The career of one of baseball's great managers was made on a spring-training day in 1991 when Jim Leyland jumped in the face of Pirates superstar Barry Bonds in Bradenton, Fla. Bonds, the National League's Most Valuable Player the year before, had been sulking through a workout, acting like a spoiled brat because he wasn't happy with his contract. Leyland, though seething, let him go for a while -- he doesn't like putting his laundry out in public -- but he finally erupted on Bonds in front of the television cameras when he saw Bonds show up coach Bill Virdon.
"If you don't want to be here, get the hell out of here," Leyland screamed.
No one ever looked at Leyland -- or Bonds, for that matter -- the same way again.
They looked at Leyland in a much better light, the respect for him clear and estimable because of the way he stood up to a star player.
I'm thinking maybe, just maybe, the past weekend at Steelers minicamp will prove to be the same sort of career-defining moment for new coach Mike Tomlin.
No, there was no juicy public confrontation between Tomlin and pouting All-Pro guard Alan Faneca at the team's South Side headquarters. There merely was a brief, quiet chat during lunch Saturday after Faneca had followed up his angry tirade Friday against Steelers management and its negotiating tactics with him by missing a mandatory practice Saturday morning.
There's also no guarantee Faneca will respond the same way Bonds did. Bonds had an another MVP-caliber season in '91 and led the Pirates to a division championship. Faneca's bitterness might carry into training camp and the season, although it's hard to imagine it affecting his play because he has been such a terrific team guy and still must feel an obligation to give his best for his teammates if no longer for the Rooneys.
But that doesn't mean Tomlin didn't do a fabulous job handling a very difficult situation.
This couldn't have been the way Tomlin wanted to start his head coaching career. It's tough enough that he's a young coach replacing Bill Cowher, a legend of sorts around here. Now he had to face this kind of distraction at his first mandatory team function?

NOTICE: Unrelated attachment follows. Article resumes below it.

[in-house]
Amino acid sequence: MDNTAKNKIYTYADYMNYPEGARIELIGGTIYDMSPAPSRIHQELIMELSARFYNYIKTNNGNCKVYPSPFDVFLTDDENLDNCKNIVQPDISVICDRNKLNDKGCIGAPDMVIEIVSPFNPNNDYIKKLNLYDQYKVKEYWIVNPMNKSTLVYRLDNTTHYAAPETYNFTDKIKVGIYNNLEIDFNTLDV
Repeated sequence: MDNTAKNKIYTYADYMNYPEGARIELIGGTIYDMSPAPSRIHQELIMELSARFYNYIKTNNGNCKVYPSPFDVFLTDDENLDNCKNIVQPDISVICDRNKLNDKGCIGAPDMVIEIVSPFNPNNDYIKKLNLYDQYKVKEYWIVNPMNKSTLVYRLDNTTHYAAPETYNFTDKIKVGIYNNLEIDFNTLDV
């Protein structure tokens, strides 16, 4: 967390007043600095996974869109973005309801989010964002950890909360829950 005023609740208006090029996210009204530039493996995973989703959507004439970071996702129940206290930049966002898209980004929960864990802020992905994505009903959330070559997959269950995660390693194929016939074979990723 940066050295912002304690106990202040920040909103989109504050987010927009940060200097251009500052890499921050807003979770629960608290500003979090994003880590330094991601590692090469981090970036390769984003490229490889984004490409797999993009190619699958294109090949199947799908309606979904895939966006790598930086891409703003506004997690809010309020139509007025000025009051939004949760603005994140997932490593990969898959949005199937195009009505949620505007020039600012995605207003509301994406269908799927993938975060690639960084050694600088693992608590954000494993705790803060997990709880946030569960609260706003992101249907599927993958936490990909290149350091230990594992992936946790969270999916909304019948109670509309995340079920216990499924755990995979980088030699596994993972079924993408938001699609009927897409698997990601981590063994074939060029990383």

It didn't seem fair.
Then again, who said life is fair?
One of the reasons the Steelers released linebacker Joey Porter after last season was that management felt he might be a disruptive locker-room force heading into the final year of his contract. But the team couldn't release Faneca or trade him for less than equal value; he, arguably, is the Steelers' best player and is in the prime of his career. Management knew he was unhappy with his contract status but couldn't have imagined him going off like he did Friday. He said, among other things, that he wanted to be traded and didn't care to what team and that he couldn't see himself being a team captain for a franchise that clearly didn't want him. He didn't back off from his earlier comments that he wasn't happy the Steelers picked Tomlin to replace Cowher instead of one of Cowher's former assistants, Russ Grimm or Ken Whisenhunt.
Welcome to Pittsburgh, coach!
Tomlin never flinched.
He never lost his poise, not once.
Much like Leyland, but in a very different way, he left no doubt that he was the man in charge and that this ugly little episode wasn't going to change that.
Man, he was impressive.
"It's part of the territory in today's NFL," Tomlin said, shrugging.
The man is 35 -- only 5 years older than Faneca -- but he showed, at least in this instance, that he's wise beyond his years. He made it a point to treat the great Faneca with the proper respect. "Everything I've heard about him is he's a professional. ... It's an emotional deal for him -- and rightfully so. It's his livelihood." But, at the same time, he made it clear the Steelers were going to move forward, preferably with Faneca, but without him if necessary. "This is a lesson for us as a football team. Adversity is part of it. Distractions are part of it. ... The standard of expectation is not going to change regardless of what's going on."
Cowher couldn't have handled it better.
Tomlin still has much to prove as a coach. He must prove he can build a team, draft the right players, sign the right free agents. He must prove he can motivate his guys and get the best out of them all season long. He must prove he and his staff can do the X's and O's better than the coaches on the other sideline.
Tomlin still must win his first game, for heaven's sake.
But as far as standing tall in the tough times and not wilting under the pressure?
That won't be a problem for this guy.
He has already proven that.Bob Donaldson, Post-Gazette
Steelers coach Mike Tomlin talks with guards Alan Faneca, left, and Kendall Simmons Sunday in warm-ups for the last day of minicamp.
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Ron Cook can be reached at email@example.com .